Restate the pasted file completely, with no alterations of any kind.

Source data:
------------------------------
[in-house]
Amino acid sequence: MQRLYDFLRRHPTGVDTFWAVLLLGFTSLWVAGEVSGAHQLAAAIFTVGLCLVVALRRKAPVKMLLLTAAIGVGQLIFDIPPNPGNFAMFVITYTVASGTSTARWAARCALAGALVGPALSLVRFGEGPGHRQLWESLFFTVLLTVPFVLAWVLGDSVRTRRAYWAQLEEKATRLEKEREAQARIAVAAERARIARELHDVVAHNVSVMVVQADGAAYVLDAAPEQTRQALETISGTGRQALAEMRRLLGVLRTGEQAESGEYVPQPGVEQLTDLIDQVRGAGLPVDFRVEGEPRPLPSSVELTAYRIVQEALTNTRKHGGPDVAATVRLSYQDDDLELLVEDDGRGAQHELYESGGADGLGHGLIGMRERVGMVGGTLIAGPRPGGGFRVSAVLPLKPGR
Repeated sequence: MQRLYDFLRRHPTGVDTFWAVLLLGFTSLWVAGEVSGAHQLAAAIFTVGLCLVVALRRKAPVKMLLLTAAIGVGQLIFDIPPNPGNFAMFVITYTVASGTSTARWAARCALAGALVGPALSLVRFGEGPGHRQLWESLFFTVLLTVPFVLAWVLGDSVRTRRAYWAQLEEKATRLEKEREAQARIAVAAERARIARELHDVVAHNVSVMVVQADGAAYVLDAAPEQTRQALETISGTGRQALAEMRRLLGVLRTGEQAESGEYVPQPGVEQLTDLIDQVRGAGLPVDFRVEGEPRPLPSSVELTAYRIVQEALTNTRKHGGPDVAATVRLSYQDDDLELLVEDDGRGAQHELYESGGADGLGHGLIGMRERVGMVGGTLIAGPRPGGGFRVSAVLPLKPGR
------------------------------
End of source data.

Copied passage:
[in-house]
Amino acid sequence: MQRLYDFLRRHPTGVDTFWAVLLLGFTSLWVAGEVSGAHQLAAAIFTVGLCLVVALRRKAPVKMLLLTAAIGVGQLIFDIPPNPGNFAMFVITYTVASGTSTARWAARCALAGALVGPALSLVRFGEGPGHRQLWESLFFTVLLTVPFVLAWVLGDSVRTRRAYWAQLEEKATRLEKEREAQARIAVAAERARIARELHDVVAHNVSVMVVQADGAAYVLDAAPEQTRQALETISGTGRQALAEMRRLLGVLRTGEQAESGEYVPQPGVEQLTDLIDQVRGAGLPVDFRVEGEPRPLPSSVELTAYRIVQEALTNTRKHGGPDVAATVRLSYQDDDLELLVEDDGRGAQHELYESGGADGLGHGLIGMRERVGMVGGTLIAGPRPGGGFRVSAVLPLKPGR
Repeated sequence: MQRLYDFLRRHPTGVDTFWAVLLLGFTSLWVAGEVSGAHQLAAAIFTVGLCLVVALRRKAPVKMLLLTAAIGVGQLIFDIPPNPGNFAMFVITYTVASGTSTARWAARCALAGALVGPALSLVRFGEGPGHRQLWESLFFTVLLTVPFVLAWVLGDSVRTRRAYWAQLEEKATRLEKEREAQARIAVAAERARIARELHDVVAHNVSVMVVQADGAAYVLDAAPEQTRQALETISGTGRQALAEMRRLLGVLRTGEQAESGEYVPQPGVEQLTDLIDQVRGAGLPVDFRVEGEPRPLPSSVELTAYRIVQEALTNTRKHGGPDVAATVRLSYQDDDLELLVEDDGRGAQHELYESGGADGLGHGLIGMRERVGMVGGTLIAGPRPGGGFRVSAVLPLKPGR